Fundraising lessons from unlikely successes, failures and faster horses

publication date: Mar 8, 2016
author/source: Lucy Gower

Lucy GowerHave you ever written something off as a failure that then went on to be a huge success?

History is littered with stories of unlikely and unexpected successes.

  • The Beatles were turned down by Decca records in 1962 because they thought guitar music was ‘on the way out.’
  • JK Rowling’s Harry Potter manuscript was turned down by 12 different publishers before being picked up by Bloomsbury.
  • Walt Disney was apparently fired from a newspaper because he ‘lacked imagination and had no original ideas.’

History is also littered with stories of unexpected failure. I’ve listed some in my blog – If you don’t succeed destroy the evidence so no one knows you tried, although my favourite failure, from which we can learn is the epic fail of New Coke. 

In 1985 in response to its declining market share and the increasing popularity of its key rival Pepsi, Coca-Cola launched ‘New Coke’.

At the time Pepsi’s advertising campaigns were based around asking the public if they could taste the difference between Pepsi and Coke. They could - and they said they preferred the taste of Pepsi.

In response Coke developed a new sweeter tasting formula.  After conducting over 200,000 taste tests, which according to the tasters not only tasted better than the old Coke, but also tasted better than Pepsi, New Coke was ready for launch.

However on 23 April 1985 when New Coke was launched and old Coke was taken out of circulation - it was a disaster. Coke’s customers were horrified that their Coke had been changed. On July 11, Coca-Cola withdrew New Coke and old Coke was reinstated.

What happened?

“We did not understand the deep emotions of so many of our customers for Coca-Cola,” said company President Donald R. Keough. 

Coca-Cola were fighting a taste battle with Pepsi and in doing so completely missed the point. They failed to understand the value of brand loyalty and the heritage of their customers. 

What can fundraisers learn from this eclectic collection of successes and failures?

With all the above examples there is one common success factor. The audience decided.

  • Once people heard the Beatles play, they decided that guitar music was very much on the way in.
  • It was the 8-year-old daughter of the editor at Bloomsbury who fell in love with the Harry Potter story and insisted that her dad pay attention.
  • Walt Disney shared his imagination, children and adults flocked to cinemas to see his films and then later to Disneyland to meet the characters.
  • Coke did ask their customers what they thought, but because they didn’t really understand them, they asked them the wrong question.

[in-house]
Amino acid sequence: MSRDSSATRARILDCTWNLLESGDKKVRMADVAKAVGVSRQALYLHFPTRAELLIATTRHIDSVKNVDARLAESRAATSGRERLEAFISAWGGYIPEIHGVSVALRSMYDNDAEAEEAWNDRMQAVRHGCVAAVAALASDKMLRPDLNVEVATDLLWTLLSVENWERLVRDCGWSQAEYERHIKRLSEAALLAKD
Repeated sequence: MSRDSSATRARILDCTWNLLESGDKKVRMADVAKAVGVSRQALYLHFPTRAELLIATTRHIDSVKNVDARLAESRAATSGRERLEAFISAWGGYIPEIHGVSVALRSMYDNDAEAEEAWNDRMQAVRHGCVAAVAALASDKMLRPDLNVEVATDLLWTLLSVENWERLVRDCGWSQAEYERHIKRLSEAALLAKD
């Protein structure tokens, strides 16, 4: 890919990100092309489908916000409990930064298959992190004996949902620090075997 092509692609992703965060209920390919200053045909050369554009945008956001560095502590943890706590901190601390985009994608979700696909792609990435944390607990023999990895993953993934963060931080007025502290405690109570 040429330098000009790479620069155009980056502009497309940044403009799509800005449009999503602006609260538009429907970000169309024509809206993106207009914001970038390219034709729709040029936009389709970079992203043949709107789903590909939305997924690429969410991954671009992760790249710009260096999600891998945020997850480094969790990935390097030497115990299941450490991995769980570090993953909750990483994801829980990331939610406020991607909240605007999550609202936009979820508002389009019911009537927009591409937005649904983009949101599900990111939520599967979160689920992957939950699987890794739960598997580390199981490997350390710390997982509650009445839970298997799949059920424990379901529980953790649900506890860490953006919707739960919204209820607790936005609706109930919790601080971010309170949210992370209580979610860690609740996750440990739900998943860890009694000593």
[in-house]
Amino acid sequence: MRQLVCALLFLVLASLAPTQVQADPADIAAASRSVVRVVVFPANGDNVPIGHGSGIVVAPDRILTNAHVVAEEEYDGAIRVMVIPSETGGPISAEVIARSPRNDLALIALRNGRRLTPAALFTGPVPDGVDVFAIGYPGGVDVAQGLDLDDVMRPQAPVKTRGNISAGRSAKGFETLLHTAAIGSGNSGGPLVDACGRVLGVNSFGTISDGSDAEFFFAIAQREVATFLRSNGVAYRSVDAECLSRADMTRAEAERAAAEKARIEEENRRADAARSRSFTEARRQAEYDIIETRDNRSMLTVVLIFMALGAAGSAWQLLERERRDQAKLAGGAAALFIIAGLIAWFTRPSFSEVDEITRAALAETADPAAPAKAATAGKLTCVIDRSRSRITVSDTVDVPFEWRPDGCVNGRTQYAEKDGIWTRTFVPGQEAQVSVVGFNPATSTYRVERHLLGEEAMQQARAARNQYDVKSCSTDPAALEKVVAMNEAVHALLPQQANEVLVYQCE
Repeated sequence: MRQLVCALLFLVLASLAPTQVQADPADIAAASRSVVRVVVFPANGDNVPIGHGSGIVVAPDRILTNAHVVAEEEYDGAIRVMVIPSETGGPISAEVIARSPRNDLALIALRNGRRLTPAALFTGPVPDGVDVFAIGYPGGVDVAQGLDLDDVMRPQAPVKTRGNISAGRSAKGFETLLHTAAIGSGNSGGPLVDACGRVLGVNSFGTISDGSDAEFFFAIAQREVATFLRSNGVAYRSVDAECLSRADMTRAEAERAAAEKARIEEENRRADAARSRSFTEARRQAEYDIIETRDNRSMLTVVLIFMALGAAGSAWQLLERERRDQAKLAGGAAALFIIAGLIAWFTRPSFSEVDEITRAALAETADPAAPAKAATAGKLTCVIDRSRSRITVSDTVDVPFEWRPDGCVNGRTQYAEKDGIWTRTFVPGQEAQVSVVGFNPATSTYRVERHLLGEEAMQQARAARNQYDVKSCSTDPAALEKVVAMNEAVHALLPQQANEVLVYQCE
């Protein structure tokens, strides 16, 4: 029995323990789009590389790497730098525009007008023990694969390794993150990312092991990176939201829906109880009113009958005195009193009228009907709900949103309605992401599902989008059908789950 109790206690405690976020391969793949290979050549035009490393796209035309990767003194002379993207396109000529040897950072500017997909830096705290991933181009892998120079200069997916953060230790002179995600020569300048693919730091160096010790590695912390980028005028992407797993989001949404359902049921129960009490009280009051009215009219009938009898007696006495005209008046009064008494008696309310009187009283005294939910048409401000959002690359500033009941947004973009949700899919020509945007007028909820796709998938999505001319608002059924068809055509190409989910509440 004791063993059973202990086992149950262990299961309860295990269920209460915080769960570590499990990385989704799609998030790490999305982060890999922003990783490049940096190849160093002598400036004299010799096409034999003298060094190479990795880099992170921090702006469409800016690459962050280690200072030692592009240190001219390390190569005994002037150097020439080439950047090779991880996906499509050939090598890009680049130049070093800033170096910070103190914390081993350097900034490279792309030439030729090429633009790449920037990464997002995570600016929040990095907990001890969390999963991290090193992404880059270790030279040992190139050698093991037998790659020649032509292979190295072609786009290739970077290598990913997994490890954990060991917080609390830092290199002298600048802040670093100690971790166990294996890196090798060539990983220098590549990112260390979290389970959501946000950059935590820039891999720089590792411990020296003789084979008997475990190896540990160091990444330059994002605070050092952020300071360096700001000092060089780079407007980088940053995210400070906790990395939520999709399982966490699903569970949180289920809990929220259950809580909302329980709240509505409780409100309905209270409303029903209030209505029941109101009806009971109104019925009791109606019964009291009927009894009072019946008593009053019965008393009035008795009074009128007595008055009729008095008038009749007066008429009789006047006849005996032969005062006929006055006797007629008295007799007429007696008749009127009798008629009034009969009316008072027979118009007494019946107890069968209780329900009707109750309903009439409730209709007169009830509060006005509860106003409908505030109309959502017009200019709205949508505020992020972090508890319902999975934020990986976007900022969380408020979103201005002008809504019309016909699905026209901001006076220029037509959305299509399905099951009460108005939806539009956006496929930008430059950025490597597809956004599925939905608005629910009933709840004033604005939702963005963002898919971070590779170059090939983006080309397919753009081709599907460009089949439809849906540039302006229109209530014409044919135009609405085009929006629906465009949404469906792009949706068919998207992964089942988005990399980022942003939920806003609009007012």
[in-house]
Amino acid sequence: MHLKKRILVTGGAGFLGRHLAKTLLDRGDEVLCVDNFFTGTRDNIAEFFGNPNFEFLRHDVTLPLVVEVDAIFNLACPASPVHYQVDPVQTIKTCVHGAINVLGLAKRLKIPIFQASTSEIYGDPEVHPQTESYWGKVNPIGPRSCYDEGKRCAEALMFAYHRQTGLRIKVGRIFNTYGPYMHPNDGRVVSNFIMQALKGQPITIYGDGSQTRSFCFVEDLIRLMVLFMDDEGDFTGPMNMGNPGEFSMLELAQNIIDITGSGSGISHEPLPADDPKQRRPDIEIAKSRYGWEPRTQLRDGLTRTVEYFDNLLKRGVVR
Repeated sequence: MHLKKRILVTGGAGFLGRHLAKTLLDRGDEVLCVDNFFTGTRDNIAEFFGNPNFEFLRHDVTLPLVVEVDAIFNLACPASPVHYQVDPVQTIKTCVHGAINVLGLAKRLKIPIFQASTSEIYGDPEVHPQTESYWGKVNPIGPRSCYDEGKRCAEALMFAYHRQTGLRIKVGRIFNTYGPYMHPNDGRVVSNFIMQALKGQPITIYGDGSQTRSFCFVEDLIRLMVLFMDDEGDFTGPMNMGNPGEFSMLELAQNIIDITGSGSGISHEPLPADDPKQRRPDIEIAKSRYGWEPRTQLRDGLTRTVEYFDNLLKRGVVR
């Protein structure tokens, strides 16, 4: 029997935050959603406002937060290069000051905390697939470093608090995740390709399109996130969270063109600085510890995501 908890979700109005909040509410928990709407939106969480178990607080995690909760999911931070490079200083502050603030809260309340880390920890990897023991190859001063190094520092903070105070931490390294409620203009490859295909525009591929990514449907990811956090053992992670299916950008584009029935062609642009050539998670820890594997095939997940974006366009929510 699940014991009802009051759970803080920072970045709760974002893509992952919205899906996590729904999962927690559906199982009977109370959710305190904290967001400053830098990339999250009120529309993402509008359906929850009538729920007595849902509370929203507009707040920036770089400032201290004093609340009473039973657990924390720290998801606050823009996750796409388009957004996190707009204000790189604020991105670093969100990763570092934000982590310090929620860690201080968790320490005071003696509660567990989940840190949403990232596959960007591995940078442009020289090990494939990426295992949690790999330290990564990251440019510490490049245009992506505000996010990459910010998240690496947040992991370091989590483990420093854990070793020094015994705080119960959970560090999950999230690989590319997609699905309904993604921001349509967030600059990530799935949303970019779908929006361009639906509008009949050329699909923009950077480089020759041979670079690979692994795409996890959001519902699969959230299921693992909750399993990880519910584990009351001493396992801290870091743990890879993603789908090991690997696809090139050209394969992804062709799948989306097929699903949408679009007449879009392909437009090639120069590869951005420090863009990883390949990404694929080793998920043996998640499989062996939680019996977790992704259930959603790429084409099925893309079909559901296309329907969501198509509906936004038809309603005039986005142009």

The most successful innovators focus on the audience that they are innovating for. The most successful fundraisers do exactly the same thing.  They really get to know and understand their supporters, campaigners, donors, volunteers, beneficiaries. Whoever it is they exist to serve.

The more we understand the needs of our audience, the greater our ability to develop communications, campaigns, products and services that meet their needs - or better still - delight them.

There is a fine art to understanding your audiences.  Henry Ford said “If you ask people what they want they ask for a faster horse” because what people tell you they want, and what they actually want are not necessarily the same thing.

Great innovators and fundraisers find ways to quickly and cheaply test ideas, products and services with their audiences in a live environment to see what they really do, rather than just asking them if they would like a faster horse or not. This is also a good way to reduce risk because you get to test small, learn and adapt rather than risk launching one big expensive failure.

Putting your audience at the centre of your campaigns and understanding their needs isn’t just about relationship fundraising. It also makes good business sense.

In the next blog I’ll share some secrets to help you cheaply and quickly get to understand your audience.

Lucy Gower is a trainer and coach specialising in innovation. She led the first innovation team at UK children’s charity NSPCC and it was there that Lucy realized that you can have the best ideas, processes and technology, but if you don’t have the right people working together then even the best ideas will fail. Since leaving the NSPCC in 2012 Lucy has worked with over 50 organisations including Amnesty, Cystic Fibrosis Trust, Nesta, The Children’s Society and Greenpeace.

Lucy is also author of The Innovation Workout, a blogger and conference speaker, and is often seen on Twitter @lucyinnovation


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